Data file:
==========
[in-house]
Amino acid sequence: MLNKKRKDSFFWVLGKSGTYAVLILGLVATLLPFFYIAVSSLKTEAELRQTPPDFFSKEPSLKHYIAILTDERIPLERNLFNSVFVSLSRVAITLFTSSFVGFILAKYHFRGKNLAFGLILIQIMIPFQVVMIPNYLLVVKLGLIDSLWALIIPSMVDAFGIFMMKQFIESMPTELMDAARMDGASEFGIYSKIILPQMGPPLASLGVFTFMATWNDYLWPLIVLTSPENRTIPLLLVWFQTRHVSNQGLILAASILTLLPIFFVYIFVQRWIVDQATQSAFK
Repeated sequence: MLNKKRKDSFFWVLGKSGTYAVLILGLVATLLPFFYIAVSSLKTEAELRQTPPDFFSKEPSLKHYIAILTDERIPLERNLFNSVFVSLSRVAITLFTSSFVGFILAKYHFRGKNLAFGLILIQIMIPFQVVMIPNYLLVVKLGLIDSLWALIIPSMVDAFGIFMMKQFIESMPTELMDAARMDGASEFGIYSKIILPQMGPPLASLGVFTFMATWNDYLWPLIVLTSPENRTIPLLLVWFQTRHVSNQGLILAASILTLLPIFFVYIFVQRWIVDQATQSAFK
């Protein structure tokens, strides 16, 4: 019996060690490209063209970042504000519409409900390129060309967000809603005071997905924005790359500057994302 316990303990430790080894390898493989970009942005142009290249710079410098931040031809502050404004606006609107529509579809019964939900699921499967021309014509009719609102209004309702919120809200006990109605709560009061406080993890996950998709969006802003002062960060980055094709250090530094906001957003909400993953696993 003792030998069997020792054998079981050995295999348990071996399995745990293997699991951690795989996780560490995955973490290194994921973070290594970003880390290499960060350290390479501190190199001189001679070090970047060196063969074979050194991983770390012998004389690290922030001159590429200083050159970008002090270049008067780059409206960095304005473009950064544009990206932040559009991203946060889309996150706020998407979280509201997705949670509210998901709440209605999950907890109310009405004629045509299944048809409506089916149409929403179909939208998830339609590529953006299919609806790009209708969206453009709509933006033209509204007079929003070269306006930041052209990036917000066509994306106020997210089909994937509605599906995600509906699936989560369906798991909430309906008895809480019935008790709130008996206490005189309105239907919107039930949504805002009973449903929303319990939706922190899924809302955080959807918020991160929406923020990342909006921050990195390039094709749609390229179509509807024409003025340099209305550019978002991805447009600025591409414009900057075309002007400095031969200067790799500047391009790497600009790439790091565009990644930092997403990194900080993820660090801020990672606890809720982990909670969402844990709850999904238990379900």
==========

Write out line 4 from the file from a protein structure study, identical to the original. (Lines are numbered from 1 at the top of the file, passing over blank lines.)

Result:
């Protein structure tokens, strides 16, 4: 019996060690490209063209970042504000519409409900390129060309967000809603005071997905924005790359500057994302 316990303990430790080894390898493989970009942005142009290249710079410098931040031809502050404004606006609107529509579809019964939900699921499967021309014509009719609102209004309702919120809200006990109605709560009061406080993890996950998709969006802003002062960060980055094709250090530094906001957003909400993953696993 003792030998069997020792054998079981050995295999348990071996399995745990293997699991951690795989996780560490995955973490290194994921973070290594970003880390290499960060350290390479501190190199001189001679070090970047060196063969074979050194991983770390012998004389690290922030001159590429200083050159970008002090270049008067780059409206960095304005473009950064544009990206932040559009991203946060889309996150706020998407979280509201997705949670509210998901709440209605999950907890109310009405004629045509299944048809409506089916149409929403179909939208998830339609590529953006299919609806790009209708969206453009709509933006033209509204007079929003070269306006930041052209990036917000066509994306106020997210089909994937509605599906995600509906699936989560369906798991909430309906008895809480019935008790709130008996206490005189309105239907919107039930949504805002009973449903929303319990939706922190899924809302955080959807918020991160929406923020990342909006921050990195390039094709749609390229179509509807024409003025340099209305550019978002991805447009600025591409414009900057075309002007400095031969200067790799500047391009790497600009790439790091565009990644930092997403990194900080993820660090801020990672606890809720982990909670969402844990709850999904238990379900």